Minister Flanagan delivers keynote address at British Irish Association Conference in Oxford10/9/16
Minister Flanagan delivers keynote address at British Irish Association Conference in Oxford
- Minister focuses on Northern Ireland, prioritising progress on legacy institutions
- Welcomes the new Secretary of State for NI's commitment to this issue
The Minister for Foreign Affairs and Trade, Charlie Flanagan, TD, today (Saturday) delivered the keynote speech at the annual conference of the British Irish Association at Pembroke College, Oxford.
The conference focused on the future of the British-Irish relationship and Northern Ireland in the context of the UK referendum on membership of the European Union.
In his speech, Minister Flanagan noted the progress achieved in Northern Ireland in recent years, and reaffirmed his commitment to continuing the work of peace-building and reconciliation. This work will take place alongside meeting the challenges posed by the UK referendum outcome.
Speaking to an audience drawn from across Britain and Ireland, Minister Flanagan said:
“What has been achieved in Northern Ireland over the past decades is extraordinary, but there is a long way still to go. I want to assure you that I, together with my colleagues in Government, will ensure that the important ongoing work of protecting the peace and building reconciliation is pursued just as vigorously as the challenges posed by a UK exit from the EU."
The Minister drew attention to the ongoing work on the legacy of the Troubles in Northern Ireland and urged everyone to step up to the task of building a fully reconciled society, drawing links with the centenary commemorations undertaken by the Government this year.
“The challenges, however complex, must be addressed. In my two years as Minister, I have worked consistently to deliver because I believe it is the solemn responsibility of politicians in London, in Belfast and in Dublin to deliver a framework for dealing with legacy issues. This must ensure equality of access for victims and survivors to whatever truth and justice is available in their case and provide a platform for genuine reconciliation in society.”
“One aim of the commemorative programme in Ireland was to ‘broaden sympathies without having to abandon loyalties’. I think that sums up my vision of reconciliation. It is not about giving up your own identity or beliefs, it is about understanding the context of other points of view and respecting that difference."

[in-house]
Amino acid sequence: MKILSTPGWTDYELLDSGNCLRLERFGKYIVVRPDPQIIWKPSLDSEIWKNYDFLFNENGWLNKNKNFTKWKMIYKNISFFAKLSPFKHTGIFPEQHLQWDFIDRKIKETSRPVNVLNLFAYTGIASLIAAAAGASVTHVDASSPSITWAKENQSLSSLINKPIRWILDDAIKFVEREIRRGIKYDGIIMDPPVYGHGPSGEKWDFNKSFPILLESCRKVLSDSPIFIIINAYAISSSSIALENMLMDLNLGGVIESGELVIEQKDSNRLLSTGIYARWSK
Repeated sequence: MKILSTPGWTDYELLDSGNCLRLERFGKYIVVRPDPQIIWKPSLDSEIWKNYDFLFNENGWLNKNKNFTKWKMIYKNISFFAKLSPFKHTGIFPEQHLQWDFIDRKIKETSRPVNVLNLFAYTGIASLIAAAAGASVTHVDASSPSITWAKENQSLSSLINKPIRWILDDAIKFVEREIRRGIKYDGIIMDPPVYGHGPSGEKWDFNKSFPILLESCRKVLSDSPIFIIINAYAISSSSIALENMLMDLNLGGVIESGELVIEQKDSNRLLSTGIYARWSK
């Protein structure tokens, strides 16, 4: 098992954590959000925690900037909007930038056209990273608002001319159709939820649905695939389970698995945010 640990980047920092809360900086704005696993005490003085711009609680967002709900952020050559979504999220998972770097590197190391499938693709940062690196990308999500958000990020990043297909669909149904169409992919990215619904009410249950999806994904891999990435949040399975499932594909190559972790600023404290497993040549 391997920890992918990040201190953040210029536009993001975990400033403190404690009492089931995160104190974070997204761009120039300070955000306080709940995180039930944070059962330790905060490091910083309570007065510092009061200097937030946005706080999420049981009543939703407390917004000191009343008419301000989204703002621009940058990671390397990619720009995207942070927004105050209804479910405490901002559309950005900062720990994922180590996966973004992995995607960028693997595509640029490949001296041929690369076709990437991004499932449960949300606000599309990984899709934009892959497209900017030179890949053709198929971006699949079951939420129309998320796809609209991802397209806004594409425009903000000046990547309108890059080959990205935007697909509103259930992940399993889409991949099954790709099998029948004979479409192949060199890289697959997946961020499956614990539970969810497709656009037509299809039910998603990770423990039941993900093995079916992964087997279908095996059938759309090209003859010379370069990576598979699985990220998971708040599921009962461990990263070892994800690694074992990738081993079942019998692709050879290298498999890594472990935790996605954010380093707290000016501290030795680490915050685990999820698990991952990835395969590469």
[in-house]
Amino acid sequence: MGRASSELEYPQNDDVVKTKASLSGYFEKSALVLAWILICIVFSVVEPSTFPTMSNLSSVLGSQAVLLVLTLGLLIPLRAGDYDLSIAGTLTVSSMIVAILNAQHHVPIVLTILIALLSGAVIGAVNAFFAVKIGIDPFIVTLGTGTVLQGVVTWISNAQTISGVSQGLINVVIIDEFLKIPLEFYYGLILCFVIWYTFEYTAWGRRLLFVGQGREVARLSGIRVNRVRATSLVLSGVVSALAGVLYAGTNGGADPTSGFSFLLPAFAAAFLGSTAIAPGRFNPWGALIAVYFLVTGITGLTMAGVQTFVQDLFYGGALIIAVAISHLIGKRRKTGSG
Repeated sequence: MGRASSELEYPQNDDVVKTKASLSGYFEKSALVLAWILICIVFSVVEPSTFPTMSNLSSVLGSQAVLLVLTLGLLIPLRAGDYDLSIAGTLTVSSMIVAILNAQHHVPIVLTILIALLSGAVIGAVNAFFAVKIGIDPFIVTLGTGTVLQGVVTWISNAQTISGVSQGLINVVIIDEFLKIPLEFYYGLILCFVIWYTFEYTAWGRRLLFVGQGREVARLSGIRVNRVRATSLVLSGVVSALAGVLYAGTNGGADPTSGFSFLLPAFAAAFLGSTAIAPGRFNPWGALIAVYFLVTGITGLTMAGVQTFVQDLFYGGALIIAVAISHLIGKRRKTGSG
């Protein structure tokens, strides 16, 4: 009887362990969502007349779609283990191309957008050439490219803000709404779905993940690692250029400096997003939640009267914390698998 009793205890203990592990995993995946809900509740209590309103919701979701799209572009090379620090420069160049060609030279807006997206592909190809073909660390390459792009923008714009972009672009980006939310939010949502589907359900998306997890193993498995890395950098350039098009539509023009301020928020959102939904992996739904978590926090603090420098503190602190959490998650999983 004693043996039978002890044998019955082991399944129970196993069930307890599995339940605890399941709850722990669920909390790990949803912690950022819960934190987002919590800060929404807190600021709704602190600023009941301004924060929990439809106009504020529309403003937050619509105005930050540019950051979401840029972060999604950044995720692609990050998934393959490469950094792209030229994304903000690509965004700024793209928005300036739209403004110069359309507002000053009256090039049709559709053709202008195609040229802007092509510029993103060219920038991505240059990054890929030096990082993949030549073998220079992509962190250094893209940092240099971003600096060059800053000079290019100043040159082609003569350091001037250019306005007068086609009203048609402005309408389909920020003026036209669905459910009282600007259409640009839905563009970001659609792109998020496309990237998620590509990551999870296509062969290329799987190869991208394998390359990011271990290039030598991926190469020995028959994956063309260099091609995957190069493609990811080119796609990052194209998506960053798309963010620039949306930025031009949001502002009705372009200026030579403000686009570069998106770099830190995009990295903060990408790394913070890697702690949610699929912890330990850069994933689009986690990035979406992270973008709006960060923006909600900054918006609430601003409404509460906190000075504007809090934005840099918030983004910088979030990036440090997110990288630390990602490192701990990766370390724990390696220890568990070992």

Minister Flanagan also welcomed the commitment of the new Secretary of State for Northern Ireland to addressing legacy issues, stressing that public confidence, including that of victims and survivors and their families, will be essential to the success of the planned legacy institutions, and said that he looked forward to working together with him in the spirit of the Good Friday Agreement.
10 September 2016
Notes for editors:
1. The British Irish Association was founded in 1972 with the intention of bringing together politicians, officials, business people, academics, religious leaders, writers and community workers who share an interest in British-Irish relations and support peace in Northern Ireland.
2. The BIA is governed by an executive committee, drawn from Britain and Ireland, and elected at an annual general meeting. The current Chair is Hugo MacNeill.
3. The BIA has no permanent endowment and depends for its continuing existence on grants from official funds as well as individual and corporate sponsors. Since 2012, DFAT has awarded €20,000 annually to the BIA through the Reconciliation Fund to support the BIA annual conference and the organisation’s running costs.
4. The BIA annual conference alternates between Oxford and Cambridge. The 2016 annual conference takes place at Pembroke College, Oxford, from Friday 9 September to Sunday 11 September.